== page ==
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Bank of Canada Again Maintains Interest Rates at 1.75%

The Bank of Canada announced today, January 9 2018, that they won’t be raising the overnight interest rate, keeping it at 1.75%.

There’s been a lot of speculation as to whether the Bank would or wouldn’t raise rates, especially as there have been 5 increases since mid-2017. The longest period of time between two increases since mid-2017 was 6 months, and the shortest was just under 2 months.

Last year, many experts agreed that rates were going to continue going up in the new year. That belief was based on a few important factors:

1.     The economy was doing well, but had started to slow down

In 2016 and early 2017, the economy was screaming ahead. Real estate prices reached their highest ever in April 2017, and many people were refinancing, selling, and buying homes. Despite the prices being higher than ever, the number of listings and sales were also through the roof.

The skyrocketing prices began to fall after April 2017, along with the number of sales, before getting a small boost by buyers looking to get a property before the new mortgage stress test rules were put into effect in 2018. All of 2018 was a muted year for real estate, except for condos, which alone stood out among all property types as the most profitable.

Oil, one of the key resources in Canada, saw prices drop sharply in the second half of 2018 after recovering slightly from the drop in 2016. Alberta was already suffering enough from the last drop and subsequent Fort McMurray real estate crash before having to deal with this latest decrease.

NAFTA negotiations, America’s rising tensions with China, the tech sector crash, and other news like the GM plant closure also put a huge damper on the Canadian economy rather quickly. This forced that Bank of Canada to reconsider its stance on interest rate increases.

2.     Canadians reached peak personal debt

Canadians have some of the highest debt in the world per capita. The Bank of Canada knows that every increase means that Canadians will have to pay more per month when their budgets are already stretched.

We still owe an average of $1.78 for every $1 in disposable income we have. The most debt we held collectively topped out at $1.81 for every $1, but has started to creep back up after a little drop.

If the Bank were to raise rates too quickly for people with debt to adjust, it could force them to miss payments or even go bankrupt.

3.     The Americans were raising rates

No matter what you think of the American president, it’s no secret that our economy is incredibly reliant on the American’s. When they’re doing well and buying lots of our exports like softwood lumber and oil, we do well.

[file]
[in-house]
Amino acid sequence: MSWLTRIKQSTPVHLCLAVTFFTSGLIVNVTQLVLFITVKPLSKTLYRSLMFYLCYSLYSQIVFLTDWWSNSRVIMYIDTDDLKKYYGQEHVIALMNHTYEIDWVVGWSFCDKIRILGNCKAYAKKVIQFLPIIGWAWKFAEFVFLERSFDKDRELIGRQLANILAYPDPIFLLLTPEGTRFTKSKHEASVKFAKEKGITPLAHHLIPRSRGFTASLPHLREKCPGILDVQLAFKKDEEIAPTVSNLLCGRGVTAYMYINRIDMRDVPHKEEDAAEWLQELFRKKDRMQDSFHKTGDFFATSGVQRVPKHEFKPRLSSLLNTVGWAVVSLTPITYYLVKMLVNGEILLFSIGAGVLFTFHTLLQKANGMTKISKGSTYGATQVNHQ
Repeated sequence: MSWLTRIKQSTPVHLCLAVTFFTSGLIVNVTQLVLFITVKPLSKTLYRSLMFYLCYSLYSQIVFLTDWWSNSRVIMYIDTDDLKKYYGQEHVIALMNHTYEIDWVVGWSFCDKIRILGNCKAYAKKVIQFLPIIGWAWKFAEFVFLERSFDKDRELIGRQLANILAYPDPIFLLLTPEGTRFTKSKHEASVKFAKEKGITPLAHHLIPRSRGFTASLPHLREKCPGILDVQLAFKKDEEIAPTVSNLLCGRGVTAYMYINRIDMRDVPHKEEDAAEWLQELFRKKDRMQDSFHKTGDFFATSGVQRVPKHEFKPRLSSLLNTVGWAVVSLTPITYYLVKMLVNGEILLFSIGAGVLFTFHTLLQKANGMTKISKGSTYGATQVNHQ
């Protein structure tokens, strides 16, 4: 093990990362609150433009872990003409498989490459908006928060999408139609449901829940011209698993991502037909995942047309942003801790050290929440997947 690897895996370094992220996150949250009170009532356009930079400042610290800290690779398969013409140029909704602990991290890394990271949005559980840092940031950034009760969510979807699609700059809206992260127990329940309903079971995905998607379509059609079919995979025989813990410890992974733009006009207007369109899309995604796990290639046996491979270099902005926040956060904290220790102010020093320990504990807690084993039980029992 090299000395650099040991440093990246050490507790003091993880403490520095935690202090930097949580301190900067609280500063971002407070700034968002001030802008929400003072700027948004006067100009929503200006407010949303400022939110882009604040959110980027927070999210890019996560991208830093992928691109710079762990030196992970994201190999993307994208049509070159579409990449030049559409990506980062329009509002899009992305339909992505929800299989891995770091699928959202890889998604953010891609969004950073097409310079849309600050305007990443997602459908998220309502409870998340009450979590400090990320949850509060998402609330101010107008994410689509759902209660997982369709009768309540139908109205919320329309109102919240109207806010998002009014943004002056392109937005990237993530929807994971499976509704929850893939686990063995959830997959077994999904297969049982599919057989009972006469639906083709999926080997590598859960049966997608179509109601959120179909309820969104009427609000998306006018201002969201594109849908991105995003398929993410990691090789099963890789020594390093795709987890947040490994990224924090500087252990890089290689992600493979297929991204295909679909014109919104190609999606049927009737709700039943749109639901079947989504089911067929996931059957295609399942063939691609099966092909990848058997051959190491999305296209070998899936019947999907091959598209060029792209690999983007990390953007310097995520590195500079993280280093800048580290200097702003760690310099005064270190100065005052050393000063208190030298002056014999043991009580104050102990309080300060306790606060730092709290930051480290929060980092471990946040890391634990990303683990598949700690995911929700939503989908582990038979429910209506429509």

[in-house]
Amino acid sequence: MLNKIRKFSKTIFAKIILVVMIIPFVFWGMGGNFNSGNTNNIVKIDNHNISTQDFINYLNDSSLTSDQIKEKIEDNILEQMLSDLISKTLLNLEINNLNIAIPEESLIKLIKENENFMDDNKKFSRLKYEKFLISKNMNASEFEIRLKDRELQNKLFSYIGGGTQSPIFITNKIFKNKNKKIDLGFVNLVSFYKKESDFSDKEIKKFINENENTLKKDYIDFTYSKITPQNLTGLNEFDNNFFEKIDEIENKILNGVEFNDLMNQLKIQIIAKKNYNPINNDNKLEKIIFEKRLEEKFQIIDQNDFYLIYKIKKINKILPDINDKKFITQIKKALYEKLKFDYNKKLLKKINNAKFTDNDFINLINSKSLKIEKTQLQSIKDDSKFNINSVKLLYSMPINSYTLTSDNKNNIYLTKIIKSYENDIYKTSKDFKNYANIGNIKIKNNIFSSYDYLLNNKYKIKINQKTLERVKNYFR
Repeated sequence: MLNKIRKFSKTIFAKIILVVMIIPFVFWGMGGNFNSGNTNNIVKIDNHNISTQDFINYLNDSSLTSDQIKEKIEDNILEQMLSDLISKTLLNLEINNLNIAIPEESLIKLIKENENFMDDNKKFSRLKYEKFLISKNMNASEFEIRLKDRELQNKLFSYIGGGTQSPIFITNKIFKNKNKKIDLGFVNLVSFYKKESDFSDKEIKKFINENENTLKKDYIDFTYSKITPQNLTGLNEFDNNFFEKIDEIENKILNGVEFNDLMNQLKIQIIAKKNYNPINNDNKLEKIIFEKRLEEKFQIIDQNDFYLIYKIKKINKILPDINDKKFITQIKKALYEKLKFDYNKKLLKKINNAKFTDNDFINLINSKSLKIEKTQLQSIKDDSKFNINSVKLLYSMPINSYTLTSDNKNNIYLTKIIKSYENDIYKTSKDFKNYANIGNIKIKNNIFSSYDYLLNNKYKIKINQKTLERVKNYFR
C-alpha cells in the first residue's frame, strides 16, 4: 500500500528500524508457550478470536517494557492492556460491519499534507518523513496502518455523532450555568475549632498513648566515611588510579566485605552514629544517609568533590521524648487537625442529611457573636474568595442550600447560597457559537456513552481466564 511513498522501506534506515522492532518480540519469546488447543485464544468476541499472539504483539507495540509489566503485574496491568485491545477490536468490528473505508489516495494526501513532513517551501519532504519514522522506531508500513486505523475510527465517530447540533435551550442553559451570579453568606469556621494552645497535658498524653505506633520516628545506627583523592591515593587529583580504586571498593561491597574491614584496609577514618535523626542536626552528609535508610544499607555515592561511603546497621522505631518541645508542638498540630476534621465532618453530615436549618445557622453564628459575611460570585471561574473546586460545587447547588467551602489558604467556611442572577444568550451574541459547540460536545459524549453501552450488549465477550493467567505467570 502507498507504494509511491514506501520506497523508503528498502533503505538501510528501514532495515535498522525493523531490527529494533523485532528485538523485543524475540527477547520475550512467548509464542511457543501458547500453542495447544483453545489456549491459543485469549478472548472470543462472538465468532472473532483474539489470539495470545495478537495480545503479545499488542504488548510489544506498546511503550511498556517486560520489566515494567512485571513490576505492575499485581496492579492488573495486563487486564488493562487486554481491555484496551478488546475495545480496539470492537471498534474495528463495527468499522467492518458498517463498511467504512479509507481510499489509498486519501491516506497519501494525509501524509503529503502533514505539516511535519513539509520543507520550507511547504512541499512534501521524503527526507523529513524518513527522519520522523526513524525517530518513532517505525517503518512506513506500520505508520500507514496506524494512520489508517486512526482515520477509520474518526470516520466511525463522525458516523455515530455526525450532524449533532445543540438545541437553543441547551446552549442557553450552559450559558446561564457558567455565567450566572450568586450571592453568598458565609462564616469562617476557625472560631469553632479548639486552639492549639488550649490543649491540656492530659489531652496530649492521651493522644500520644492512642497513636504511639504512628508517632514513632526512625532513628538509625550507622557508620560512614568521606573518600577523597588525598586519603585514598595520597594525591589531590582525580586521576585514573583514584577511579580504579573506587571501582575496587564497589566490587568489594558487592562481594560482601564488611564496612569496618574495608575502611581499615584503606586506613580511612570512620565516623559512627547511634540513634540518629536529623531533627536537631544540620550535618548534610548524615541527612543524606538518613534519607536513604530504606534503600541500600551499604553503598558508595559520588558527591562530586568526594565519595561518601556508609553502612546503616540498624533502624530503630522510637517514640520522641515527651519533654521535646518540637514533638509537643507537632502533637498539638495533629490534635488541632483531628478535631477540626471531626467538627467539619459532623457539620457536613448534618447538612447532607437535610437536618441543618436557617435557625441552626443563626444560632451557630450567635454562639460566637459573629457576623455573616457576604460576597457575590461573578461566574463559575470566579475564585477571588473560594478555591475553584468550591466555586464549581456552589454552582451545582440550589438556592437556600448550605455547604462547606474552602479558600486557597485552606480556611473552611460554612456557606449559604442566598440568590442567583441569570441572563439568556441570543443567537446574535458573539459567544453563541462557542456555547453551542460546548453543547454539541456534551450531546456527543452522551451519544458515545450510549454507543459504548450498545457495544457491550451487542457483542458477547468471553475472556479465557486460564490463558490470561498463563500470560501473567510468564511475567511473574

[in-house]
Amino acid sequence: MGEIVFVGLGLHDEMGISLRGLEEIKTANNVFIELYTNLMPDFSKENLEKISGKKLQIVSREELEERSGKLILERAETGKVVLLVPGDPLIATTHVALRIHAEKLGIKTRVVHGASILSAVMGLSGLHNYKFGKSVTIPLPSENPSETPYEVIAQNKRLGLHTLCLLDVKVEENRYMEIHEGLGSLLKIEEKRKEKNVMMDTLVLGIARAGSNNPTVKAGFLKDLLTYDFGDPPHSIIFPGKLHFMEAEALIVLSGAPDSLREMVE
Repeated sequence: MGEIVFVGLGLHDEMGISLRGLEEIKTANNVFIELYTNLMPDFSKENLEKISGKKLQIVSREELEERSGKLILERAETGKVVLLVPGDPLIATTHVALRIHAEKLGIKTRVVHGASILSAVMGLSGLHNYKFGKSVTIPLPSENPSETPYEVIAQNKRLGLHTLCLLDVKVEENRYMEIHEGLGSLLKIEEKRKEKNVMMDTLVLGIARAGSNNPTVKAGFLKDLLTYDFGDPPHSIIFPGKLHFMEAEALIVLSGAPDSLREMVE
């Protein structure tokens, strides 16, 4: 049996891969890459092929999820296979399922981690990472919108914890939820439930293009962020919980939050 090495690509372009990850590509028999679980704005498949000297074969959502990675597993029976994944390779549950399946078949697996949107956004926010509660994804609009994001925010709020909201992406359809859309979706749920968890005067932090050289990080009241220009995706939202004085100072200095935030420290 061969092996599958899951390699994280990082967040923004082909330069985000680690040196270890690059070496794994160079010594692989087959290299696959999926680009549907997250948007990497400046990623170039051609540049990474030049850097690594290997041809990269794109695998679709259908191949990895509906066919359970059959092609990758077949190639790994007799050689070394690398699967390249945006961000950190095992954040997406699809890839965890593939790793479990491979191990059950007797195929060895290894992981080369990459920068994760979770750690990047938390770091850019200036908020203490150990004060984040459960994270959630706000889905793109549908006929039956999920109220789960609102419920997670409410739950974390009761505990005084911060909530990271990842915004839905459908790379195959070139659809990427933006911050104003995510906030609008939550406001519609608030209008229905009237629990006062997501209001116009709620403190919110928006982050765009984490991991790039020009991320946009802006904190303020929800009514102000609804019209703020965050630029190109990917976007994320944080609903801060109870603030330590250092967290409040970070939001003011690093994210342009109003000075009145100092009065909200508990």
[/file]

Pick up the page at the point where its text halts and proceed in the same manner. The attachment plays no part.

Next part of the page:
Normally when the Federal Reserve raises interest, our own Bank of Canada is soon to follow. Because the latest Fed rate increase was in September, many believed it primed us for an increase as well.


What does this mean for my mortgage?

For the short term, it’s good news. Variable-rate mortgages won’t become any more expensive for the time being, and homebuyers looking to get into the market will have more time to think as rates are staying low.

In the long term, this is just a delay of the inevitable. Rates will have to rise eventually. No one knows when or by how much, but rates have been so low for so long that we’re probably overdue for an increase.

The trouble is that as long as rates are low, some people will take on a lot of debt because it’s so cheap. Then when rates go up, they’ll be in hot water.

To avoid getting burned by a rate increase later, you might want to consider paying extra on your mortgage while rates are low. Extra payments on debt are more effective at saving money the sooner they’re made, as they reduce the amount you’re charged interest on.

Let’s say you have 5 years remaining on your mortgage, and your balance is $100,000. If you pay an extra $10,000 at the start of the term, you’d save $873 in interest. If you paid the last $10,000 as a lump sum instead, you’d only save $140 in interest!

You’d save even more if you have a variable-rate mortgage and rates go up in the middle of your term, since you paid down debt at a lower interest rate earlier.

Chris Chris 01/26/2019
Canadian personal finance buff and all-around writing enthusiast, Chris loves breaking down complicated money ideas to show that they're really not so complex. 
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